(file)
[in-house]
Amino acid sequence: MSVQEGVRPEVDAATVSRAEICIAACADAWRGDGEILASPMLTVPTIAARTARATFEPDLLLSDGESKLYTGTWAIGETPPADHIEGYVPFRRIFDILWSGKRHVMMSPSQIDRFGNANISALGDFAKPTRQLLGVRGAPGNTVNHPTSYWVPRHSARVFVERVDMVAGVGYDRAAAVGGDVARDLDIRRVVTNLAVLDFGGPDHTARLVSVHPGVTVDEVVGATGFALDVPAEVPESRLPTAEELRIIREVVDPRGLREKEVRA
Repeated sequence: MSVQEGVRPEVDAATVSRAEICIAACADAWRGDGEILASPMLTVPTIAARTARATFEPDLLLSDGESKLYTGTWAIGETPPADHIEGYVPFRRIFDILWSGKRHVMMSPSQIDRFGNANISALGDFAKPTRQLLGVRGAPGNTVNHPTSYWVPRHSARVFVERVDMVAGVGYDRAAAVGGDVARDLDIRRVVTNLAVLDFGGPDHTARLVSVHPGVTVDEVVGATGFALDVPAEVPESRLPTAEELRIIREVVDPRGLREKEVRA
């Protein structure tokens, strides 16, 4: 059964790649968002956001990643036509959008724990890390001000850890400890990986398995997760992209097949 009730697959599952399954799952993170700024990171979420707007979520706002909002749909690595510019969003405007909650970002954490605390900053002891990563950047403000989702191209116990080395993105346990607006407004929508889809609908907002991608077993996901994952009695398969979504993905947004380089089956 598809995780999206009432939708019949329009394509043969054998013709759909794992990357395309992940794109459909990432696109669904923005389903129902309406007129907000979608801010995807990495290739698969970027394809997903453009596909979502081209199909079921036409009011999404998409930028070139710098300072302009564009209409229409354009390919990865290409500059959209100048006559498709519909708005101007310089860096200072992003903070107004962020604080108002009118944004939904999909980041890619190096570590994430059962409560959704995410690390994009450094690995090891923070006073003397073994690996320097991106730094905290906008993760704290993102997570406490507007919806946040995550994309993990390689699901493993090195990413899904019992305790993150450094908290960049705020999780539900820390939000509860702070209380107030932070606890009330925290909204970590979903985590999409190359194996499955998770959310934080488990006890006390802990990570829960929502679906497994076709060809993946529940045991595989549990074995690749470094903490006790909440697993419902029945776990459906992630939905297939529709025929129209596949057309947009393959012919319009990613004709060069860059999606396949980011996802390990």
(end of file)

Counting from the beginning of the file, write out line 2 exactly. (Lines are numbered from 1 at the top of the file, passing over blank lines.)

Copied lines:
Amino acid sequence: MSVQEGVRPEVDAATVSRAEICIAACADAWRGDGEILASPMLTVPTIAARTARATFEPDLLLSDGESKLYTGTWAIGETPPADHIEGYVPFRRIFDILWSGKRHVMMSPSQIDRFGNANISALGDFAKPTRQLLGVRGAPGNTVNHPTSYWVPRHSARVFVERVDMVAGVGYDRAAAVGGDVARDLDIRRVVTNLAVLDFGGPDHTARLVSVHPGVTVDEVVGATGFALDVPAEVPESRLPTAEELRIIREVVDPRGLREKEVRA